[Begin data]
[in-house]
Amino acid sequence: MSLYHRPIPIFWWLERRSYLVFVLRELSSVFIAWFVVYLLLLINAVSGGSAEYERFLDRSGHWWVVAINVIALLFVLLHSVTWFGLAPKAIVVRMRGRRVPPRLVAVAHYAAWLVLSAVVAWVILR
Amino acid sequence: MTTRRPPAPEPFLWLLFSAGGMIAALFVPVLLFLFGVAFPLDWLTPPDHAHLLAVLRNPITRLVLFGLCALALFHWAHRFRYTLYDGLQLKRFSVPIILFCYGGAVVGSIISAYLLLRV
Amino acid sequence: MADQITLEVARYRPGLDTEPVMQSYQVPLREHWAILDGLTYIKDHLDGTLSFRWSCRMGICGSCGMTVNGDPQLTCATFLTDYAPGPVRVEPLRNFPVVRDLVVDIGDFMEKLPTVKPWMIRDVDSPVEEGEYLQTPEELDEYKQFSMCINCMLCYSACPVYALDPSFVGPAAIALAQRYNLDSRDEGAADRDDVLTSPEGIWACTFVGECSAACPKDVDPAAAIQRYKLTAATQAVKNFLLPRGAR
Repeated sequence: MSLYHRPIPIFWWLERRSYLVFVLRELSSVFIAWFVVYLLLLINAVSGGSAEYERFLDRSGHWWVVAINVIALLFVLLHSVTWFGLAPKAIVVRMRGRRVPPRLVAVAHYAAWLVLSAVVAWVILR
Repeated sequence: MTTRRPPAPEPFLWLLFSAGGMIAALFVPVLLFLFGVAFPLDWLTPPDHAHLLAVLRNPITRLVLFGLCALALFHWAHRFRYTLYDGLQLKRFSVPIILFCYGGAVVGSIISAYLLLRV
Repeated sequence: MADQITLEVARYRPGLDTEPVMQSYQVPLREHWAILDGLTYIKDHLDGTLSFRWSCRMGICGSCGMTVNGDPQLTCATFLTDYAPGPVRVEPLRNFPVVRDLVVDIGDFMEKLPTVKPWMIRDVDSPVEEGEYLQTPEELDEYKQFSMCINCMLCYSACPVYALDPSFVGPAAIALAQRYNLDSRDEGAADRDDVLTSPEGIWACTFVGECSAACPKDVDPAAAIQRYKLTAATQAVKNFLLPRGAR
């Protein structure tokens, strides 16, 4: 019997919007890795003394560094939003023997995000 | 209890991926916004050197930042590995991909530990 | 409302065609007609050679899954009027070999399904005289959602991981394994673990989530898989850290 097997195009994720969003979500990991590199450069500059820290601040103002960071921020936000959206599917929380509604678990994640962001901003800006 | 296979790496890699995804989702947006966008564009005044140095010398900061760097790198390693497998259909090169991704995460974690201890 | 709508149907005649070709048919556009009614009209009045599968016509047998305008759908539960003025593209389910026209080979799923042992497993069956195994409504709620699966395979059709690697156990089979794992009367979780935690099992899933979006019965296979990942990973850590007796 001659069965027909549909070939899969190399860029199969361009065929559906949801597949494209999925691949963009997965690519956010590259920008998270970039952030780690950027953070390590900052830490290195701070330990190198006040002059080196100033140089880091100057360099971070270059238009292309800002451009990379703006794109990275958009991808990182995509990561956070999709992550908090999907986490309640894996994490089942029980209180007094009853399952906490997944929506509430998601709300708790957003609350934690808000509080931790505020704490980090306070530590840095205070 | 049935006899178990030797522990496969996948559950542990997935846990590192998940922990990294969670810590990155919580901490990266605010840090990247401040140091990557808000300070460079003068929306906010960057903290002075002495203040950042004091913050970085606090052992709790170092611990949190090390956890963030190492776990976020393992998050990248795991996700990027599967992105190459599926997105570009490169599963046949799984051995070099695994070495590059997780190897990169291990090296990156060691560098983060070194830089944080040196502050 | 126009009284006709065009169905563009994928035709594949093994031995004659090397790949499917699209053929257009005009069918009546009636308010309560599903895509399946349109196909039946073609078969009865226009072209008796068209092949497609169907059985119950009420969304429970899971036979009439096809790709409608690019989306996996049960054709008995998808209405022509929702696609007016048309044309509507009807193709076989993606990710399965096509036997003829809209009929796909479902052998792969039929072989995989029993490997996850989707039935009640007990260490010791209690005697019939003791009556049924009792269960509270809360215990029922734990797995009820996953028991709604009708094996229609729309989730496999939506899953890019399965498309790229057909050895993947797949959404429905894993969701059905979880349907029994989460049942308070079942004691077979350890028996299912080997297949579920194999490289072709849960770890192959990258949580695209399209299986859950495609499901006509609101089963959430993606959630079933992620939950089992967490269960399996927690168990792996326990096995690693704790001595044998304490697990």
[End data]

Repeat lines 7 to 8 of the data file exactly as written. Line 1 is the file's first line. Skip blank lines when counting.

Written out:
Repeated sequence: MADQITLEVARYRPGLDTEPVMQSYQVPLREHWAILDGLTYIKDHLDGTLSFRWSCRMGICGSCGMTVNGDPQLTCATFLTDYAPGPVRVEPLRNFPVVRDLVVDIGDFMEKLPTVKPWMIRDVDSPVEEGEYLQTPEELDEYKQFSMCINCMLCYSACPVYALDPSFVGPAAIALAQRYNLDSRDEGAADRDDVLTSPEGIWACTFVGECSAACPKDVDPAAAIQRYKLTAATQAVKNFLLPRGAR
């Protein structure tokens, strides 16, 4: 019997919007890795003394560094939003023997995000 | 209890991926916004050197930042590995991909530990 | 409302065609007609050679899954009027070999399904005289959602991981394994673990989530898989850290 097997195009994720969003979500990991590199450069500059820290601040103002960071921020936000959206599917929380509604678990994640962001901003800006 | 296979790496890699995804989702947006966008564009005044140095010398900061760097790198390693497998259909090169991704995460974690201890 | 709508149907005649070709048919556009009614009209009045599968016509047998305008759908539960003025593209389910026209080979799923042992497993069956195994409504709620699966395979059709690697156990089979794992009367979780935690099992899933979006019965296979990942990973850590007796 001659069965027909549909070939899969190399860029199969361009065929559906949801597949494209999925691949963009997965690519956010590259920008998270970039952030780690950027953070390590900052830490290195701070330990190198006040002059080196100033140089880091100057360099971070270059238009292309800002451009990379703006794109990275958009991808990182995509990561956070999709992550908090999907986490309640894996994490089942029980209180007094009853399952906490997944929506509430998601709300708790957003609350934690808000509080931790505020704490980090306070530590840095205070 | 049935006899178990030797522990496969996948559950542990997935846990590192998940922990990294969670810590990155919580901490990266605010840090990247401040140091990557808000300070460079003068929306906010960057903290002075002495203040950042004091913050970085606090052992709790170092611990949190090390956890963030190492776990976020393992998050990248795991996700990027599967992105190459599926997105570009490169599963046949799984051995070099695994070495590059997780190897990169291990090296990156060691560098983060070194830089944080040196502050 | 126009009284006709065009169905563009994928035709594949093994031995004659090397790949499917699209053929257009005009069918009546009636308010309560599903895509399946349109196909039946073609078969009865226009072209008796068209092949497609169907059985119950009420969304429970899971036979009439096809790709409608690019989306996996049960054709008995998808209405022509929702696609007016048309044309509507009807193709076989993606990710399965096509036997003829809209009929796909479902052998792969039929072989995989029993490997996850989707039935009640007990260490010791209690005697019939003791009556049924009792269960509270809360215990029922734990797995009820996953028991709604009708094996229609729309989730496999939506899953890019399965498309790229057909050895993947797949959404429905894993969701059905979880349907029994989460049942308070079942004691077979350890028996299912080997297949579920194999490289072709849960770890192959990258949580695209399209299986859950495609499901006509609101089963959430993606959630079933992620939950089992967490269960399996927690168990792996326990096995690693704790001595044998304490697990």